The evident ingenuity of this technique made me wonder why Putin didn’t deploy it in the run-up to the G8 dojo. It was puzzling. On his way to Germany, Bush went on the offensive. He visited Poland and the Czech Republic to publicise his plan to install ‘exoatmospheric kill vehicles’ – little missiles designed to hit bigger missiles – on sites close to the Russian border. Putin’s counter-attack was very bold. He said that if America was going to play silly buggers with its Raytheon EKVs, then he would point his biggest ICBMs at Western European cities. ‘A new Cold War!’ the papers screamed. The leaders of the free world were righteously outraged, whereas Putin had merely closed the door. Any moment now he would flip the latch and stick out a leg.

But the analogy was troubling. When would the door open, and where was his leg? At first I wondered whether Putin was readying himself for the long game, hunkering down, raising the stakes to force the US to spend more and more money on more and more weapons until it bankrupted itself and went pop. Except, of course, that this would be playing into Bush’s hands, since American military spending is what the US economy depends on. The need for more weaponry would mean an even mightier America. So Putin wasn’t so clever after all: he’d forgotten all his old teaching and had taken up gunslinging in a fight he could only lose. Or so I thought.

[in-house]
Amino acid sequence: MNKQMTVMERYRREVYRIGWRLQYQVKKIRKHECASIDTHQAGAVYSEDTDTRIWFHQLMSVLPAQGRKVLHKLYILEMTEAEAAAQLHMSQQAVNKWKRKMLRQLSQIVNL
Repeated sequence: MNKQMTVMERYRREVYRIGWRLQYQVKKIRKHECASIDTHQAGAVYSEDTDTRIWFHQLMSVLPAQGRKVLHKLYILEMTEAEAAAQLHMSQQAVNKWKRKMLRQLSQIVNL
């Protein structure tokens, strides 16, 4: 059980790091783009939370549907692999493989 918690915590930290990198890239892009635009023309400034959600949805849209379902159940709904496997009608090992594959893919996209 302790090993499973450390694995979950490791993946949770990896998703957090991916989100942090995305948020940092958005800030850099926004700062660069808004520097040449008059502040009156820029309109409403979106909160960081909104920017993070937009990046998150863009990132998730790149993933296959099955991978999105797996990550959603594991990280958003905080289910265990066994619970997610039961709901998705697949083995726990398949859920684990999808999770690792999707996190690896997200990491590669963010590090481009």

On 7 June the full genius of Putin’s strategy was revealed. Earlier, Bush had said: ‘Vladimir – I call him Vladimir – you should not fear the missile defence system . . . Why don’t you co-operate with us on the missile defence?’ Ingeniously, Putin now called his bluff, and unbolted the new Iron Curtain. He quietly suggested that the US base its missile interception system on a Russian military installation in Azerbaijan, an unanswerable solution if – as the Americans claim – the EKVs really are intended to counter an Iranian nuclear threat. Bush’s people, wrong-footed, could only say that his proposal was ‘interesting’ and that the presidents would discuss it further in Kennebunkport, Maine at the beginning of July. But this is likely to be the end of the missile defence plan for Poland and the Czech Republic. Ippon!

Not everything in Putin’s book should be recommended to ten-year-olds. He includes a number of dodgy manoeuvres which, he explains, were developed by the Cheka and perfected by the KGB. He would know. There’s a table listing various parts of the body that, if struck with force, will lead to ‘serious injury, loss of consciousness, perhaps death’. And there’s a frightening technique called the ‘hand squeeze’: seize your opponent’s hand and press between the central finger-bones with the pad of your thumb. If you press hard enough, you will cause him to ‘fall on his back from the severe pain in his wrist’. Gentle pressure applied along these lines by Putin might explain the pained grimace Blair wears whenever the two shake hands.